In his speech before the United Nations last September, President Obama spoke about the challenges facing the world we live in today; he said “more than at any point in human history -- the interests of nations and peoples are shared. The religious convictions that we hold in our hearts can forge new bonds among people, or they can tear us apart. The technology we harness can light the path to peace, or forever darken it. The energy we use can sustain our planet, or destroy it. What happens to the hope of a single child -- anywhere -- can enrich our world, or impoverish it.”

During his speech the President spoke about a “common future,” a “new era of engagement based on “mutual interest” and “mutual respect.” He emphasized the need for persistent action saying that the “future will be forged by deeds and simply not words.”

So now that we have identified some of the shared challenges facing the world house, in which we live, how do we put things right? How do we create a world arc built on unity and strengthened by respect and deeper mutual connection?

If civilization is to progress we need to think globally and act locally. When we use the term smart power it is not solely about government acting – it is about citizens acting. Graduates we need you, your ideas, your passions, and your expertise as ambassadors for change in our communities here in the United States and around the world.

Sitting in a dorm room or at home, with your laptops connected to the web, each and every one of you, including parents, grandparents, brothers and sisters, relatives and friends, can start, join, and participate in campaigns and the social movements of our time.

We saw the power of citizen action following the earthquake in Haiti when millions of Americans, including individuals in this room, responded generously to one of the worst natural disasters in modern times, by providing donations and support to the Haitian people.

This is the American way, when we lead by example, when we lead by taking action in times of tragedy and when we choose to lift up the needy instead of push them down.

Thinking globally and acting locally is not just a slogan it requires action, it requires energy, it requires commitment to the betterment of the world.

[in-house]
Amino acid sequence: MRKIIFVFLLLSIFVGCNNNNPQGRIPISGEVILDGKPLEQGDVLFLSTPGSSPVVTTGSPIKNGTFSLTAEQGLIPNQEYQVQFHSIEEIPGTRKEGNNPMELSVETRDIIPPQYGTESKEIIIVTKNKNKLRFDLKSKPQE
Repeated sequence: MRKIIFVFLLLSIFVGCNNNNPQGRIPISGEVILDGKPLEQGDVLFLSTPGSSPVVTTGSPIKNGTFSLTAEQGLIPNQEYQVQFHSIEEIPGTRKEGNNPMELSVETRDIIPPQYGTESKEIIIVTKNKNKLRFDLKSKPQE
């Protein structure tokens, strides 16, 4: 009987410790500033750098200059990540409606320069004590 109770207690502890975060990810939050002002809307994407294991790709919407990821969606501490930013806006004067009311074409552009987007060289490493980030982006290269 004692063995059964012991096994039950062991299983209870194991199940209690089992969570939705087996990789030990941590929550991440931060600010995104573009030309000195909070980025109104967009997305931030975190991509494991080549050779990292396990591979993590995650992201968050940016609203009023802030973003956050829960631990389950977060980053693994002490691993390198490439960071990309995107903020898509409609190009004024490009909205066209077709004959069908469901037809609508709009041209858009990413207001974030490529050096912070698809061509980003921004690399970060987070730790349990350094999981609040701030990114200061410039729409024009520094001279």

At Albany State University you are taught to think globally and act locally – to put things right -- by giving back to the community you live in, by participating in public service, by serving as a big brother or big sister or a mentor.

You understand completely what President Obama’s meant when he said, “What happens to the hope of a single child -- anywhere -- can enrich our world, or impoverish it.” This maxim rings true whether the child is in Free Town, Sierra Leone, Dhaka, Bangladesh or here in Albany, Georgia.

Last September, Albany State University held Good Energy Day. The principle guiding this day was to “live simply so that others may simply live.” One of the comments posted on the Good Energy Day blog page, said, “I am looking forward to Good Energy Day! This is the opportunity for everyone to experience the joy of making a difference by connecting with one another and bridging the gap. Good energy is a big part of making this world a better place.”

No generation is more prepared to make this world a better place in the 21st century – than you. Sociologist and pundits and others have labeled you Generation Y, the Millenials or Generation Next. However I believe you are Generation Now.

Your generation is better educated and has unique talents shaped by the technological revolution, which continues to unfold. As the inventers, creators and proponents of social networking, internet activism – you are refueling and creating new forms and platforms for civic engagement and grassroots movements, not only in the United States but across the world.

From organizing fundraisers for Haiti through Facebook to Iranian youths’ Twitter revolution last June, to students across the globe using text messaging to organize political rallies – Generation Now is reshaping the world we live in tweet by tweet, text message by text message.

So, graduates, you have an historic opportunity to make the change you want – the change you seek. While the times that you are graduating in are difficult, and the road ahead is uncertain – you have never been more prepared and ready to succeed.

Generation Now this is your opportunity to create your own arc of history. To take bold action and make certain that the arc of the moral universe keeps bending towards justice and peace.

Congratulations, good luck and god-speed.